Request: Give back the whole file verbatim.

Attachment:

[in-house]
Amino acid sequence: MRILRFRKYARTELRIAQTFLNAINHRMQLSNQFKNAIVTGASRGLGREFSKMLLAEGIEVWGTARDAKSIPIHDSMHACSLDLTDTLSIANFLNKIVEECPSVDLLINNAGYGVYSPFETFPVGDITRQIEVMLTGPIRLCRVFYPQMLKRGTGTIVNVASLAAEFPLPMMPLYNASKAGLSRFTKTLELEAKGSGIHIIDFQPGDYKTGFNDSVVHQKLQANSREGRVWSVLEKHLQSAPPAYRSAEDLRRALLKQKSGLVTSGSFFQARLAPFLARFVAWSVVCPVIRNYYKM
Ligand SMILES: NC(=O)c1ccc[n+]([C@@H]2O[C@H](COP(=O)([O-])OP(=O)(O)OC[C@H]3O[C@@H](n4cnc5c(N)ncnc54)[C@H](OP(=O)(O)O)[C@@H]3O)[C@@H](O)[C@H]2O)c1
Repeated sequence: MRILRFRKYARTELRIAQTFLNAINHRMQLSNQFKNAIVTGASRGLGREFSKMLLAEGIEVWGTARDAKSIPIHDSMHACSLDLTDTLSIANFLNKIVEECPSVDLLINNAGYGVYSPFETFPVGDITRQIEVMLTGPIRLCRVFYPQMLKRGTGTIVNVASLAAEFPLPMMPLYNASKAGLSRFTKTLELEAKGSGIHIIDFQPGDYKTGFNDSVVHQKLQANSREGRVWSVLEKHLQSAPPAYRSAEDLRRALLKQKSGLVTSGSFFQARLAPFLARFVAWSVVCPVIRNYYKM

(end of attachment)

[in-house]
Amino acid sequence: MRILRFRKYARTELRIAQTFLNAINHRMQLSNQFKNAIVTGASRGLGREFSKMLLAEGIEVWGTARDAKSIPIHDSMHACSLDLTDTLSIANFLNKIVEECPSVDLLINNAGYGVYSPFETFPVGDITRQIEVMLTGPIRLCRVFYPQMLKRGTGTIVNVASLAAEFPLPMMPLYNASKAGLSRFTKTLELEAKGSGIHIIDFQPGDYKTGFNDSVVHQKLQANSREGRVWSVLEKHLQSAPPAYRSAEDLRRALLKQKSGLVTSGSFFQARLAPFLARFVAWSVVCPVIRNYYKM
Ligand SMILES: NC(=O)c1ccc[n+]([C@@H]2O[C@H](COP(=O)([O-])OP(=O)(O)OC[C@H]3O[C@@H](n4cnc5c(N)ncnc54)[C@H](OP(=O)(O)O)[C@@H]3O)[C@@H](O)[C@H]2O)c1
Repeated sequence: MRILRFRKYARTELRIAQTFLNAINHRMQLSNQFKNAIVTGASRGLGREFSKMLLAEGIEVWGTARDAKSIPIHDSMHACSLDLTDTLSIANFLNKIVEECPSVDLLINNAGYGVYSPFETFPVGDITRQIEVMLTGPIRLCRVFYPQMLKRGTGTIVNVASLAAEFPLPMMPLYNASKAGLSRFTKTLELEAKGSGIHIIDFQPGDYKTGFNDSVVHQKLQANSREGRVWSVLEKHLQSAPPAYRSAEDLRRALLKQKSGLVTSGSFFQARLAPFLARFVAWSVVCPVIRNYYKM